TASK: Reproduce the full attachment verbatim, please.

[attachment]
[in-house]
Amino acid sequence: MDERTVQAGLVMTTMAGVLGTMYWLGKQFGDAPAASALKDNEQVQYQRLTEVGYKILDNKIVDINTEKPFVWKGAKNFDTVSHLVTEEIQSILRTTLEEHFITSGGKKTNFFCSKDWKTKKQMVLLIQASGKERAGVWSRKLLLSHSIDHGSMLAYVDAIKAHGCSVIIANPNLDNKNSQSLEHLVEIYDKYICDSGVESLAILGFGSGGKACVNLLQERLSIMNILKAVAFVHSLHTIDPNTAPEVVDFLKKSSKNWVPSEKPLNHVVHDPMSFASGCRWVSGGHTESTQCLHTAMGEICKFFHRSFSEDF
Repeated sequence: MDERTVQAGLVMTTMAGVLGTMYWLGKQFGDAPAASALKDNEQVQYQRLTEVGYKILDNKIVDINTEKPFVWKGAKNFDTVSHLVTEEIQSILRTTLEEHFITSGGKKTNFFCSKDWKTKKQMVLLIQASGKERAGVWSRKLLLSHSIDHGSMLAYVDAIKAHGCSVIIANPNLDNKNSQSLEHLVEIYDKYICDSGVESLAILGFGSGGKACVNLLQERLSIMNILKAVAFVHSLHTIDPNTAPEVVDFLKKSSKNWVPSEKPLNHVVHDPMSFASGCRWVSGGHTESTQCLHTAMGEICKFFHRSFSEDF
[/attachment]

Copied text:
[in-house]
Amino acid sequence: MDERTVQAGLVMTTMAGVLGTMYWLGKQFGDAPAASALKDNEQVQYQRLTEVGYKILDNKIVDINTEKPFVWKGAKNFDTVSHLVTEEIQSILRTTLEEHFITSGGKKTNFFCSKDWKTKKQMVLLIQASGKERAGVWSRKLLLSHSIDHGSMLAYVDAIKAHGCSVIIANPNLDNKNSQSLEHLVEIYDKYICDSGVESLAILGFGSGGKACVNLLQERLSIMNILKAVAFVHSLHTIDPNTAPEVVDFLKKSSKNWVPSEKPLNHVVHDPMSFASGCRWVSGGHTESTQCLHTAMGEICKFFHRSFSEDF
Repeated sequence: MDERTVQAGLVMTTMAGVLGTMYWLGKQFGDAPAASALKDNEQVQYQRLTEVGYKILDNKIVDINTEKPFVWKGAKNFDTVSHLVTEEIQSILRTTLEEHFITSGGKKTNFFCSKDWKTKKQMVLLIQASGKERAGVWSRKLLLSHSIDHGSMLAYVDAIKAHGCSVIIANPNLDNKNSQSLEHLVEIYDKYICDSGVESLAILGFGSGGKACVNLLQERLSIMNILKAVAFVHSLHTIDPNTAPEVVDFLKKSSKNWVPSEKPLNHVVHDPMSFASGCRWVSGGHTESTQCLHTAMGEICKFFHRSFSEDF